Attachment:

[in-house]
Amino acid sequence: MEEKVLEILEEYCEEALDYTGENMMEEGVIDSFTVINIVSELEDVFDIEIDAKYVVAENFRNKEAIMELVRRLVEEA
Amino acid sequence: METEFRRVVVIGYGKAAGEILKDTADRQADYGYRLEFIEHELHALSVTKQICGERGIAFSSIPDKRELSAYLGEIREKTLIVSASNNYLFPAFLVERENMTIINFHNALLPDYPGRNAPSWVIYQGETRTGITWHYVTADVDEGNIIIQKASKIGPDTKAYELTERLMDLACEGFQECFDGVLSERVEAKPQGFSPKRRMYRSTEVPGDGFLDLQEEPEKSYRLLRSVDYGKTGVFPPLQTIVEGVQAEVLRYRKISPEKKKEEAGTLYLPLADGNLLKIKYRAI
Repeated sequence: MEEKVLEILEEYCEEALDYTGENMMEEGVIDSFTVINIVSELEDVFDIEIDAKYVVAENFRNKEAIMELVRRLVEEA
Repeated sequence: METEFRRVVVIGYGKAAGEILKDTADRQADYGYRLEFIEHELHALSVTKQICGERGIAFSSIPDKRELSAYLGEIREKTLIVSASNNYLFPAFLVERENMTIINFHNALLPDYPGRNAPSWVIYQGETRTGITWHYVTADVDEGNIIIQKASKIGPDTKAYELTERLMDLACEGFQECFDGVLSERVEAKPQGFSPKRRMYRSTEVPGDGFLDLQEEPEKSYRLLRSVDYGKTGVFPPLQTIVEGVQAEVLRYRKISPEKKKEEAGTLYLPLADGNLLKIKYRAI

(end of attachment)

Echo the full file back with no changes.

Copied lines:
[in-house]
Amino acid sequence: MEEKVLEILEEYCEEALDYTGENMMEEGVIDSFTVINIVSELEDVFDIEIDAKYVVAENFRNKEAIMELVRRLVEEA
Amino acid sequence: METEFRRVVVIGYGKAAGEILKDTADRQADYGYRLEFIEHELHALSVTKQICGERGIAFSSIPDKRELSAYLGEIREKTLIVSASNNYLFPAFLVERENMTIINFHNALLPDYPGRNAPSWVIYQGETRTGITWHYVTADVDEGNIIIQKASKIGPDTKAYELTERLMDLACEGFQECFDGVLSERVEAKPQGFSPKRRMYRSTEVPGDGFLDLQEEPEKSYRLLRSVDYGKTGVFPPLQTIVEGVQAEVLRYRKISPEKKKEEAGTLYLPLADGNLLKIKYRAI
Repeated sequence: MEEKVLEILEEYCEEALDYTGENMMEEGVIDSFTVINIVSELEDVFDIEIDAKYVVAENFRNKEAIMELVRRLVEEA
Repeated sequence: METEFRRVVVIGYGKAAGEILKDTADRQADYGYRLEFIEHELHALSVTKQICGERGIAFSSIPDKRELSAYLGEIREKTLIVSASNNYLFPAFLVERENMTIINFHNALLPDYPGRNAPSWVIYQGETRTGITWHYVTADVDEGNIIIQKASKIGPDTKAYELTERLMDLACEGFQECFDGVLSERVEAKPQGFSPKRRMYRSTEVPGDGFLDLQEEPEKSYRLLRSVDYGKTGVFPPLQTIVEGVQAEVLRYRKISPEKKKEEAGTLYLPLADGNLLKIKYRAI